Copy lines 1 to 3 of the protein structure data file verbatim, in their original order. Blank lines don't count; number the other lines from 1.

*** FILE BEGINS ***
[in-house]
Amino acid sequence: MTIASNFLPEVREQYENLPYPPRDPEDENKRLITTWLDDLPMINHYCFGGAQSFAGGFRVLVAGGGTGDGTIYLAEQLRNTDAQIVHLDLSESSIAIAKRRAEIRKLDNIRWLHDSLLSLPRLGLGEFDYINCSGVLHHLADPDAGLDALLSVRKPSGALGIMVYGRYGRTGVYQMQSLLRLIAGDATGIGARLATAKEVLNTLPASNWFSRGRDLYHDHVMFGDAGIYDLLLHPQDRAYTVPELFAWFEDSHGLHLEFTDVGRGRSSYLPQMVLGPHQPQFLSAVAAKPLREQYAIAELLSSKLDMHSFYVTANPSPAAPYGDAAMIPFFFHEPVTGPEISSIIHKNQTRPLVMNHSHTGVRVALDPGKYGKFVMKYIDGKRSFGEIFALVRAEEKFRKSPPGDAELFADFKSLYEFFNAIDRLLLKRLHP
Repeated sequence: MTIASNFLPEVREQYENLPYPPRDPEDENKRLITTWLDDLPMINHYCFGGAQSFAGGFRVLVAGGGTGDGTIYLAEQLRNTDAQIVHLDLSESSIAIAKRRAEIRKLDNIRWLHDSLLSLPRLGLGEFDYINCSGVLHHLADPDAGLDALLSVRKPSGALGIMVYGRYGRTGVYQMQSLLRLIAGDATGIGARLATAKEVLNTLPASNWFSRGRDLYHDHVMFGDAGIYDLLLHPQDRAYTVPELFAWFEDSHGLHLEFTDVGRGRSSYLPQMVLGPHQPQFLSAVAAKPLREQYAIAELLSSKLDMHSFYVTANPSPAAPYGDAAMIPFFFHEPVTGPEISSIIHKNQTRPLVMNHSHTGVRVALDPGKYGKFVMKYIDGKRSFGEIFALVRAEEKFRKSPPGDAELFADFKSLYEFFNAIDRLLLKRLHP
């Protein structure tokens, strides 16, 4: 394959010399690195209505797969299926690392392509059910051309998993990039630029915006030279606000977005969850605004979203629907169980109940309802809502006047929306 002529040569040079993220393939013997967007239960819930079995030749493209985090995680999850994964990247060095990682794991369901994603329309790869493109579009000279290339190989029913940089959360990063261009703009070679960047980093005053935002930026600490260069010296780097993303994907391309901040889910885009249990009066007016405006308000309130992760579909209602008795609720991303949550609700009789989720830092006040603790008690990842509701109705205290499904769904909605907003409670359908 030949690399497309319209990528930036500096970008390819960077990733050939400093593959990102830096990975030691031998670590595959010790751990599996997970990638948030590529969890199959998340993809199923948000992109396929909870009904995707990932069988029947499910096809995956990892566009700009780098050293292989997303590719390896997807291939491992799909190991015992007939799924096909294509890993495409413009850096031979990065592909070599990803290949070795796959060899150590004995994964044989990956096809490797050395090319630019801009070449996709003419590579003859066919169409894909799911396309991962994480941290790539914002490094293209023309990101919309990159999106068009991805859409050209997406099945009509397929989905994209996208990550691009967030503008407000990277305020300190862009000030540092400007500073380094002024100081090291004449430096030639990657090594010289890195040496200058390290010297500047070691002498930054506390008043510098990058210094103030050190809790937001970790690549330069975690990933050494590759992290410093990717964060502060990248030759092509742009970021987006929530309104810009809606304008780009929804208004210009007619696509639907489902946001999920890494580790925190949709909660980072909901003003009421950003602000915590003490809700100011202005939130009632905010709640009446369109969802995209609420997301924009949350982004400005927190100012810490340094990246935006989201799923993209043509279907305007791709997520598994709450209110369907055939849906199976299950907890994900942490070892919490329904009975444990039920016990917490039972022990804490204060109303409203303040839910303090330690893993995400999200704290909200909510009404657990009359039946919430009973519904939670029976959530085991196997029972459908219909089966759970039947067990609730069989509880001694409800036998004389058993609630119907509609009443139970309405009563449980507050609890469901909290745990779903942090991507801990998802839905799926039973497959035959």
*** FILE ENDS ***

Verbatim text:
[in-house]
Amino acid sequence: MTIASNFLPEVREQYENLPYPPRDPEDENKRLITTWLDDLPMINHYCFGGAQSFAGGFRVLVAGGGTGDGTIYLAEQLRNTDAQIVHLDLSESSIAIAKRRAEIRKLDNIRWLHDSLLSLPRLGLGEFDYINCSGVLHHLADPDAGLDALLSVRKPSGALGIMVYGRYGRTGVYQMQSLLRLIAGDATGIGARLATAKEVLNTLPASNWFSRGRDLYHDHVMFGDAGIYDLLLHPQDRAYTVPELFAWFEDSHGLHLEFTDVGRGRSSYLPQMVLGPHQPQFLSAVAAKPLREQYAIAELLSSKLDMHSFYVTANPSPAAPYGDAAMIPFFFHEPVTGPEISSIIHKNQTRPLVMNHSHTGVRVALDPGKYGKFVMKYIDGKRSFGEIFALVRAEEKFRKSPPGDAELFADFKSLYEFFNAIDRLLLKRLHP
Repeated sequence: MTIASNFLPEVREQYENLPYPPRDPEDENKRLITTWLDDLPMINHYCFGGAQSFAGGFRVLVAGGGTGDGTIYLAEQLRNTDAQIVHLDLSESSIAIAKRRAEIRKLDNIRWLHDSLLSLPRLGLGEFDYINCSGVLHHLADPDAGLDALLSVRKPSGALGIMVYGRYGRTGVYQMQSLLRLIAGDATGIGARLATAKEVLNTLPASNWFSRGRDLYHDHVMFGDAGIYDLLLHPQDRAYTVPELFAWFEDSHGLHLEFTDVGRGRSSYLPQMVLGPHQPQFLSAVAAKPLREQYAIAELLSSKLDMHSFYVTANPSPAAPYGDAAMIPFFFHEPVTGPEISSIIHKNQTRPLVMNHSHTGVRVALDPGKYGKFVMKYIDGKRSFGEIFALVRAEEKFRKSPPGDAELFADFKSLYEFFNAIDRLLLKRLHP